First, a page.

one thing: India is not a "country" or a "people" in the ordinary sense of the term. India is nothing short of a miniature world. Sundered from the rest of Asia by the stupendous barrier of the Himalayas, and washed on its other two fronts by the ocean, this huge triangular sub-continent, as large as all Europe except Russia, is inhabited by all sorts and conditions of men. Its teeming population of more than 313000,000 souls (more than one sixth of all the human beings on earth) is made up of several distinct races, speaking a multitude of different languages, holding to many faiths, and occupying widely different stages of civilization. The traditional motivator of Indian life is Brahmanism, more than two thirds of the whole population professing the Hindu faith, albeit sundered among themselves by the rigid walls of caste. Nevertheless, Islam has been powerfully modifying Indian life for more than a thousand years by conquest and conversion, so that to-day there are more than 66,000,000 Mohammedans, or one sixth of the population. This HinduMohammedan division runs like a great chasm athwart India. Only in recent years has Indian "Nationalism" succeeded in bridging the gulf, and the strength of these bridges still remains to be seen.
It is more than 150 years since the English made themselves masters of India. They found the land in a state of anarchy. The Mohammedan Mogul Empire had broken down, and the land had relapsed into a jarring congeries of states, some Moslem, some Hindu, warring fiercely among themselves. Gradually the English forged a system of government unique in the world's history. It was the government of a few hundred highly skilled experts backed by a small professional army ruling a vast agglomeration of subject peoples. It was frankly an absolute paternalism,
has given India profound peace. It has played no favorites, holding the scales even between rival races, creeds, and castes. Lastly, it has made India a real political entity, something which it had never been before. For the first time in its history the entire peninsula was firmly united under one rule the rule of the Pax Britannica.
Until the closing decade of the nineteenth century organized political discontent against the British "Raj" was unknown. Here and there isolated persons uttered half-audible protests, but these voices found no popular echo. The Indian masses, preoccupied with the ever-present problem of getting a living, accepted passively a government no more absolute than its predecessors. Of anything like a self-conscious Indian nationalism there was virtually no trace. The Indian Mutiny was essentially an outbreak of soldiers inflamed by professional grievances.
The first symptom of organized discontent was the formation of the Indian National Congress in the year 1885. The name showed that the very nature of the British Raj covering all India was evoking among India's diverse elements a certain community point of view and aspiration. However, the congress was not representative of Indian public opinion as a whole. It represented a few thousand professional men, journalists and politicians, all of them trained in European ideas. The British rulers of India had long ago introduced European methods of education into Indian colleges and universities, and in consequence there had grown up an Indian intelligenzia conversant with the English language and saturated with Western ideas.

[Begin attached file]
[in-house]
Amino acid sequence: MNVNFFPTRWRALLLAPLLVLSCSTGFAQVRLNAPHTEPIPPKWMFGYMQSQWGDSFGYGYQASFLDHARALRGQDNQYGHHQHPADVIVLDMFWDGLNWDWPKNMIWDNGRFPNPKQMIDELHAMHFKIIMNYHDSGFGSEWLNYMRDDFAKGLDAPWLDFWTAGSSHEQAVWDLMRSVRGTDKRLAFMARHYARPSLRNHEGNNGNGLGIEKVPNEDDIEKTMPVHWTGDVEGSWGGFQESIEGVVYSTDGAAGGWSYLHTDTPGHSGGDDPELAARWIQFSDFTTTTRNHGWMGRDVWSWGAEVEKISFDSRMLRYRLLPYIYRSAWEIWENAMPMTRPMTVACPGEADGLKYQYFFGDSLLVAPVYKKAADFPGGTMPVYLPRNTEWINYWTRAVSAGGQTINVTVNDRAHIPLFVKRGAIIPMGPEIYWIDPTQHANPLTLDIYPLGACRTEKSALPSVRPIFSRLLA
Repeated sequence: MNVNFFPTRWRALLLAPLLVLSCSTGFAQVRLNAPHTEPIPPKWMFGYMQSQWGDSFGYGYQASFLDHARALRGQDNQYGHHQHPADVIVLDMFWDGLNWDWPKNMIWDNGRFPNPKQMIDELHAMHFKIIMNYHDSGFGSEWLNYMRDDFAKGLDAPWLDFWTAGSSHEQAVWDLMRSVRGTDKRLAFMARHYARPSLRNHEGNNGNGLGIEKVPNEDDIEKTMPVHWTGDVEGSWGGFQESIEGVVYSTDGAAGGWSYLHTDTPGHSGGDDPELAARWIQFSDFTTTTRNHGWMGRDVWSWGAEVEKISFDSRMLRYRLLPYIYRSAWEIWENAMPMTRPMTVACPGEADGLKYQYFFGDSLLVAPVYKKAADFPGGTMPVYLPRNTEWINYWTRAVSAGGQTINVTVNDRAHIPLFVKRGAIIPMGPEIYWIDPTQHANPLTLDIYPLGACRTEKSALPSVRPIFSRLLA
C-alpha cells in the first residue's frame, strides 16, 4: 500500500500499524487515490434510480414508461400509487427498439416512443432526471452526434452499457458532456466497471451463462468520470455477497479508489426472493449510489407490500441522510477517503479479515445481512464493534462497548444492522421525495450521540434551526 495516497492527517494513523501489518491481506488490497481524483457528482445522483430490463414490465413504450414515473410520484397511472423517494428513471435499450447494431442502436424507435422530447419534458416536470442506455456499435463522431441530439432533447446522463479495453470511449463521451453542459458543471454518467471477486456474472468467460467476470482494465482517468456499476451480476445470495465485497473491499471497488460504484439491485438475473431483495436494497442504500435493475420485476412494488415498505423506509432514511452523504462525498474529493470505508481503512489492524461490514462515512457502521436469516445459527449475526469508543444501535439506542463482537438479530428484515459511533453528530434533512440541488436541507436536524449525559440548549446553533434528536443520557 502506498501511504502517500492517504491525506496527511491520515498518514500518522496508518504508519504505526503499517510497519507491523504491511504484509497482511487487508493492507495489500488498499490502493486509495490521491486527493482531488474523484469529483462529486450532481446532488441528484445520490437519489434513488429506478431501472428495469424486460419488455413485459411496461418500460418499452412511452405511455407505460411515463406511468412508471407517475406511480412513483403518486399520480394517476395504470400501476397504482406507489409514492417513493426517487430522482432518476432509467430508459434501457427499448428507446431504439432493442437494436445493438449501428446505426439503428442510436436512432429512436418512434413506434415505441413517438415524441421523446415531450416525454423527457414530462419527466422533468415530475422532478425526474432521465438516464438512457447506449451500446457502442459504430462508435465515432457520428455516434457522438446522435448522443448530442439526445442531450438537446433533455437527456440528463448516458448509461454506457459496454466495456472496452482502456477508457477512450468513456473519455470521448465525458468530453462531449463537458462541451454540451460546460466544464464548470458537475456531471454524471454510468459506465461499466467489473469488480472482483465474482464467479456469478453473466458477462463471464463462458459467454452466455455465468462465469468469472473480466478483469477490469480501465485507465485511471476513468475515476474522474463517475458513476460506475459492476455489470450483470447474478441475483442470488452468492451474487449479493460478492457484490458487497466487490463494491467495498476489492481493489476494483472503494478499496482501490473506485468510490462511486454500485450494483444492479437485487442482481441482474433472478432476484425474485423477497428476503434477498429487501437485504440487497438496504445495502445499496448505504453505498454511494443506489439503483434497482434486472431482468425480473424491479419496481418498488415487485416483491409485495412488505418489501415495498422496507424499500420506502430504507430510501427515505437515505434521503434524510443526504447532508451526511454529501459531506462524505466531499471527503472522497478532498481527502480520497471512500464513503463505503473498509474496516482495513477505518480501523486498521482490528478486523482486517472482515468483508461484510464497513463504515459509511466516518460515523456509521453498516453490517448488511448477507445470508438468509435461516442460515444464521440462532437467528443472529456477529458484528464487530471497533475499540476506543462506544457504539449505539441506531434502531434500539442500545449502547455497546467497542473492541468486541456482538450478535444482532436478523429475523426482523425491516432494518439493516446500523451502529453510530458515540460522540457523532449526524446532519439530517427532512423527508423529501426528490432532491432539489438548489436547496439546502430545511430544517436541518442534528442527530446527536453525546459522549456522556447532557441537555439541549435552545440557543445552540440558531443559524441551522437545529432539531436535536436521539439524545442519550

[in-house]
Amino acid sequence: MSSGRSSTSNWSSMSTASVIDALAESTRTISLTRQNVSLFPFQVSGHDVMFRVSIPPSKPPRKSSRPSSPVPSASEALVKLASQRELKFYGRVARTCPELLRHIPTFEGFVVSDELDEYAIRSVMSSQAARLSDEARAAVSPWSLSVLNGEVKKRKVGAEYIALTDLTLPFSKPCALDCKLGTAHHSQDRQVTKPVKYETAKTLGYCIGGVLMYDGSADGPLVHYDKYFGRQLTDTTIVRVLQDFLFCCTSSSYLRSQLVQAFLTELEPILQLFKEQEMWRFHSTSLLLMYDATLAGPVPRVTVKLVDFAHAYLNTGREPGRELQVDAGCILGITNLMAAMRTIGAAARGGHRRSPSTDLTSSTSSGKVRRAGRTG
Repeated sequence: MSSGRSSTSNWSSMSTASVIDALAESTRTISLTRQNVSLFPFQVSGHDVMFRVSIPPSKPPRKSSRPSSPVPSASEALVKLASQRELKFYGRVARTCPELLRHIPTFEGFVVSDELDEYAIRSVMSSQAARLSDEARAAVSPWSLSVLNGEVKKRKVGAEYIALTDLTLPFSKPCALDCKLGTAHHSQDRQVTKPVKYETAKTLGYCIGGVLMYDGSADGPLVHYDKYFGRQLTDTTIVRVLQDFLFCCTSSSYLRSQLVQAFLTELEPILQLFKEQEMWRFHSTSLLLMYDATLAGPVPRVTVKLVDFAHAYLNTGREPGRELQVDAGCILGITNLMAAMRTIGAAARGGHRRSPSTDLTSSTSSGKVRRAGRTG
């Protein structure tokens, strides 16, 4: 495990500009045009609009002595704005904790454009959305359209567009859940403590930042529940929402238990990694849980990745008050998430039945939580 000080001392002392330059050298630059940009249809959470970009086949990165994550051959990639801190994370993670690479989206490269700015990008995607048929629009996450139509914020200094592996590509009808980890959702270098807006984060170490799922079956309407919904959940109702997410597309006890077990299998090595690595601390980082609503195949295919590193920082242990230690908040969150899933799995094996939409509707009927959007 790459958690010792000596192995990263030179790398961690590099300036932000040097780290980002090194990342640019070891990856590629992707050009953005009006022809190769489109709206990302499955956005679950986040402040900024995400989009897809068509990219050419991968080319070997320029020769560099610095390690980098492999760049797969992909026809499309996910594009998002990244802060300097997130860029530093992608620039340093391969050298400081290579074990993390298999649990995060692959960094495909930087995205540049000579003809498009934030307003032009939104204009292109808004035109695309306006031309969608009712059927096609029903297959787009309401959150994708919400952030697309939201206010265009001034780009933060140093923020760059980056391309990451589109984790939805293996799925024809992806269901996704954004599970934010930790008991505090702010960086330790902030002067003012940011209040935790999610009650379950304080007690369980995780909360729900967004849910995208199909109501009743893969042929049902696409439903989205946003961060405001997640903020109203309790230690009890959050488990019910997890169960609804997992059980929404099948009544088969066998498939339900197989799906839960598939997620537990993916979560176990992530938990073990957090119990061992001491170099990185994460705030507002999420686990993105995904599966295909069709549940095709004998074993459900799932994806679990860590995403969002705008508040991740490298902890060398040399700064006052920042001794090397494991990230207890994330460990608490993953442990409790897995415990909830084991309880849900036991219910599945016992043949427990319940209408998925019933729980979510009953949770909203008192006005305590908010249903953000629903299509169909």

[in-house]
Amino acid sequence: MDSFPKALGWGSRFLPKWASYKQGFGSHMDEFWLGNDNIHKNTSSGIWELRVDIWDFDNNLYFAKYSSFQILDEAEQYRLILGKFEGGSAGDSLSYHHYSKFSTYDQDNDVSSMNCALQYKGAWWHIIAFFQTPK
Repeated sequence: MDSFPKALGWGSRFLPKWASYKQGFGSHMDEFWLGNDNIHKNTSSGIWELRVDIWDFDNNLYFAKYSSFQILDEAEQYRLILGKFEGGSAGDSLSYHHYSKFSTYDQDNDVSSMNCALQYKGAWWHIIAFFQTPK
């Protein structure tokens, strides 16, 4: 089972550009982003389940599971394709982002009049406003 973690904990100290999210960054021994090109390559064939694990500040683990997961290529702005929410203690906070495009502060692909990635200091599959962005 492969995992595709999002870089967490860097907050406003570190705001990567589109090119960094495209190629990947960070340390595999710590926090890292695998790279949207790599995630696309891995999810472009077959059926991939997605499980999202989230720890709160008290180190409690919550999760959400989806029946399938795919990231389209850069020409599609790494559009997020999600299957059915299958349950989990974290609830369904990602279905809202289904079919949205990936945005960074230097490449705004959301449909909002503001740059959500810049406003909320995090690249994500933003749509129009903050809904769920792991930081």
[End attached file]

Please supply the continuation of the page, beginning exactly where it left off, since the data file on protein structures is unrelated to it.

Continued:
This new intelligenzia, convinced as it was of the value of Western ideals and achievements, could not fail to be dissatisfied with many aspects of Indian life. At first it left politics severely alone, the early National congresses
concerning themselves with social and economic reforms, such as the suppression of child-marriage, the remarriage of widows, and wider education. But as time passed, matters of political reform came steadily to the fore. Saturated with English history and political philosophy as they were, the Indian intellectuals felt more and more keenly their total lack of self-government, and aspired to endow India with those blessings of liberty highly prized by their English rulers. Soon a vigorous native press developed, preaching the new gospel, welding the intellectuals into a self-conscious class, and molding a genuine public opinion. By the close of the nineteenth century the Indian intelligenzia was frankly agitating for sweeping reforms, like representative councils, increasing control over the executive and taxation, and the opening of the public services to Indians all the way up the scale.
Down to the close of the nineteenth century Indian discontent was, as I have said, confined to a small class of more or less Europeanized intellectuals who, despite their assumption of the title, could hardly be termed Nationalists in the ordinary meaning of the term. Their goal was neither independence nor the elimination of effective British governance, but merely the reforming of India along European lines, including a growing degree of self-government under British paramount authority.
But with the opening years of the twentieth century there came a change. The Russo-Japanese War shocked India, like the rest of Asia, broad awake. It roused among the peoples of Hindustan feelings of racial and political self-consciousness which had been dormant for centuries. True Nationalist symptoms began to appear. Indian scholars proclaimed the glories of the historic past. Reformed Hindu sects, like the Arya Somaj, lent religious sanctions. The little band of Europeanized intellectuals received a flood of recruits, thinking not in terms of piecemeal reforms on Western models, but of a new India, rejuvenated from its own vital forces, and free to work out its destiny in its own way. From the Nationalist ranks now arose the challenging slogan, "Bandemataram!" ("Hail, Motherland!")